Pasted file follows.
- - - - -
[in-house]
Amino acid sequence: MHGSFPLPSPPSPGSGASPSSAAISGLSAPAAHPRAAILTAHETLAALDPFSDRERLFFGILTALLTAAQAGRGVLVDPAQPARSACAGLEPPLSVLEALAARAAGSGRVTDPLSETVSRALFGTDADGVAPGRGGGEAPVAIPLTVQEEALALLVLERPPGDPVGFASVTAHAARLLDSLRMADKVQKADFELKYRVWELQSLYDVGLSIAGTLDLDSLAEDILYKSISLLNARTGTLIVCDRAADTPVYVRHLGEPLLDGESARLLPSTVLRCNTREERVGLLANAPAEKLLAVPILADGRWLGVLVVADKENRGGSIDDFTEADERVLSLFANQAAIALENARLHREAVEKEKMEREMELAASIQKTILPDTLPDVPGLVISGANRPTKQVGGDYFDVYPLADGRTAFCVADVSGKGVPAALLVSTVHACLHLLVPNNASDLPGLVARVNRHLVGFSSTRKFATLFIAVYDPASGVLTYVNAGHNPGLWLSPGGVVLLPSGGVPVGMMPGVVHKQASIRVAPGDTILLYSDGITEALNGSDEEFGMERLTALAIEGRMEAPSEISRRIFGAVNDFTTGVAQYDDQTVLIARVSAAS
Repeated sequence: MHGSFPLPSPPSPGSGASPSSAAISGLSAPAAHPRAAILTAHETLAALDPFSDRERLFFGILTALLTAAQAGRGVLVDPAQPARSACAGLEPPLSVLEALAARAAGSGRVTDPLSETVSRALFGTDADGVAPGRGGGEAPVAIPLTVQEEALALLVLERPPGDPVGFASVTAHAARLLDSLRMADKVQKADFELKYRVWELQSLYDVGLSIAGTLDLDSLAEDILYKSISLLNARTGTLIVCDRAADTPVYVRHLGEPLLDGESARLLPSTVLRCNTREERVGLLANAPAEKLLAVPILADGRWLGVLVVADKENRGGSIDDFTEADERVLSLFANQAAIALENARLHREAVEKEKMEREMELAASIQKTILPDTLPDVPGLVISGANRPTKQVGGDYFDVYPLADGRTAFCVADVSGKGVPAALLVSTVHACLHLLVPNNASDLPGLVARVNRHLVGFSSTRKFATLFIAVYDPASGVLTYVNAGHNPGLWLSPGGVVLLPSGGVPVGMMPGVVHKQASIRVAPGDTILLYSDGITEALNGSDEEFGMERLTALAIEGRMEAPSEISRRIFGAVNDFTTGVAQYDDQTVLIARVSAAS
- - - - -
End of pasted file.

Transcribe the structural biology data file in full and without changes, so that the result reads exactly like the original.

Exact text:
[in-house]
Amino acid sequence: MHGSFPLPSPPSPGSGASPSSAAISGLSAPAAHPRAAILTAHETLAALDPFSDRERLFFGILTALLTAAQAGRGVLVDPAQPARSACAGLEPPLSVLEALAARAAGSGRVTDPLSETVSRALFGTDADGVAPGRGGGEAPVAIPLTVQEEALALLVLERPPGDPVGFASVTAHAARLLDSLRMADKVQKADFELKYRVWELQSLYDVGLSIAGTLDLDSLAEDILYKSISLLNARTGTLIVCDRAADTPVYVRHLGEPLLDGESARLLPSTVLRCNTREERVGLLANAPAEKLLAVPILADGRWLGVLVVADKENRGGSIDDFTEADERVLSLFANQAAIALENARLHREAVEKEKMEREMELAASIQKTILPDTLPDVPGLVISGANRPTKQVGGDYFDVYPLADGRTAFCVADVSGKGVPAALLVSTVHACLHLLVPNNASDLPGLVARVNRHLVGFSSTRKFATLFIAVYDPASGVLTYVNAGHNPGLWLSPGGVVLLPSGGVPVGMMPGVVHKQASIRVAPGDTILLYSDGITEALNGSDEEFGMERLTALAIEGRMEAPSEISRRIFGAVNDFTTGVAQYDDQTVLIARVSAAS
Repeated sequence: MHGSFPLPSPPSPGSGASPSSAAISGLSAPAAHPRAAILTAHETLAALDPFSDRERLFFGILTALLTAAQAGRGVLVDPAQPARSACAGLEPPLSVLEALAARAAGSGRVTDPLSETVSRALFGTDADGVAPGRGGGEAPVAIPLTVQEEALALLVLERPPGDPVGFASVTAHAARLLDSLRMADKVQKADFELKYRVWELQSLYDVGLSIAGTLDLDSLAEDILYKSISLLNARTGTLIVCDRAADTPVYVRHLGEPLLDGESARLLPSTVLRCNTREERVGLLANAPAEKLLAVPILADGRWLGVLVVADKENRGGSIDDFTEADERVLSLFANQAAIALENARLHREAVEKEKMEREMELAASIQKTILPDTLPDVPGLVISGANRPTKQVGGDYFDVYPLADGRTAFCVADVSGKGVPAALLVSTVHACLHLLVPNNASDLPGLVARVNRHLVGFSSTRKFATLFIAVYDPASGVLTYVNAGHNPGLWLSPGGVVLLPSGGVPVGMMPGVVHKQASIRVAPGDTILLYSDGITEALNGSDEEFGMERLTALAIEGRMEAPSEISRRIFGAVNDFTTGVAQYDDQTVLIARVSAAS